As you may recall, ever since the BBA convened its Task Force to Prevent
Wrongful Convictions in 2008, and published its seminal report, Getting
It Right, in late 2009 -- calling on lawmakers to provide post
conviction access to DNA evidence -- this has been a top public policy priority
of the BBA. Massachusetts is one of just two states in the country (Oklahoma is
the other) without any law granting post-conviction DNA access.
Good news! Following a June 8th hearing before the Joint Committee on the
Judiciary, S753/H 2165, An Act to Provide Access to Scientific and Forensic
Analysis, has been reported out of the Judiciary Committee favorably.
Members of the BBA Task Force, David E. Meier, Martin F. Murphy, David Siegel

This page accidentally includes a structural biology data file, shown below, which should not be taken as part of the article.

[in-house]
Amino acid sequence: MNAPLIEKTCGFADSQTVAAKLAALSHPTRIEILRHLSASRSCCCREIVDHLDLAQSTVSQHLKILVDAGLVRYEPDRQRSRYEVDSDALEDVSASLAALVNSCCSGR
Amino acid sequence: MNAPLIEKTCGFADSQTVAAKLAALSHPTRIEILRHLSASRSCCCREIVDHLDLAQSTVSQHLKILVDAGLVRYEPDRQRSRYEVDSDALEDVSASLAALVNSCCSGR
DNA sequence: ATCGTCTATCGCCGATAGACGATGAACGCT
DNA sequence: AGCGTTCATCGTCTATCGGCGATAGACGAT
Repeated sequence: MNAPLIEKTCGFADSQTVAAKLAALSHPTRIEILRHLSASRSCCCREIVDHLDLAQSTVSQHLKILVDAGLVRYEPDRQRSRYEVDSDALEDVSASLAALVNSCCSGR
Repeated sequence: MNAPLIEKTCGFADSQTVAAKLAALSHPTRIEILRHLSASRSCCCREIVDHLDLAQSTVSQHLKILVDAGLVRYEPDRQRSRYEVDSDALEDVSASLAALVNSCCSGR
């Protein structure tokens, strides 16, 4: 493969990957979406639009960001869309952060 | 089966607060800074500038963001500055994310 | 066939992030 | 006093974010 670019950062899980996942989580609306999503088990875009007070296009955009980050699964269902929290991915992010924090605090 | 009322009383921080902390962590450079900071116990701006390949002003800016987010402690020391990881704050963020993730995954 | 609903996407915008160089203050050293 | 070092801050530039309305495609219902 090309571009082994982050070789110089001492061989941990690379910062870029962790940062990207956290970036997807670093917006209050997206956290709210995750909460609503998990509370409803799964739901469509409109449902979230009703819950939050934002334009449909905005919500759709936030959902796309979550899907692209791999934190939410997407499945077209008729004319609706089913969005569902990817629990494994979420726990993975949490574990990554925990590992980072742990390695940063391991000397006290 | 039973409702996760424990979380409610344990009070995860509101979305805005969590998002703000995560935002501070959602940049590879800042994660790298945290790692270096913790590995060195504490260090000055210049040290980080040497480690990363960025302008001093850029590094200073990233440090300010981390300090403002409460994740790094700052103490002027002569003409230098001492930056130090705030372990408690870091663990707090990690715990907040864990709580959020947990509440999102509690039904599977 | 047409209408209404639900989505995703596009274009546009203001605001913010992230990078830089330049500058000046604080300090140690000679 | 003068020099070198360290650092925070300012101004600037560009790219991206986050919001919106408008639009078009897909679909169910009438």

and Gregory Massing all testified at a hearing at Gardner Auditorium. The
bill, filed by Senator Cynthia Creem in the Senate and Representative John
Fernandes in the House, allows convicted people to seek DNA testing on evidence
that could prove their innocence. The bill is now being reviewed by the Ways
& Means Committees.
Specifics of DNA Legislation
This legislation creates a straightforward procedure for obtaining
post-conviction forensic and scientific testing of evidence in cases of possible
wrongful conviction. It also establishes a process for prosecutors to
ensure the reliability and materiality of this evidence in identifying the
perpetrator, and for judges to conduct a focused and discrete inquiry to assess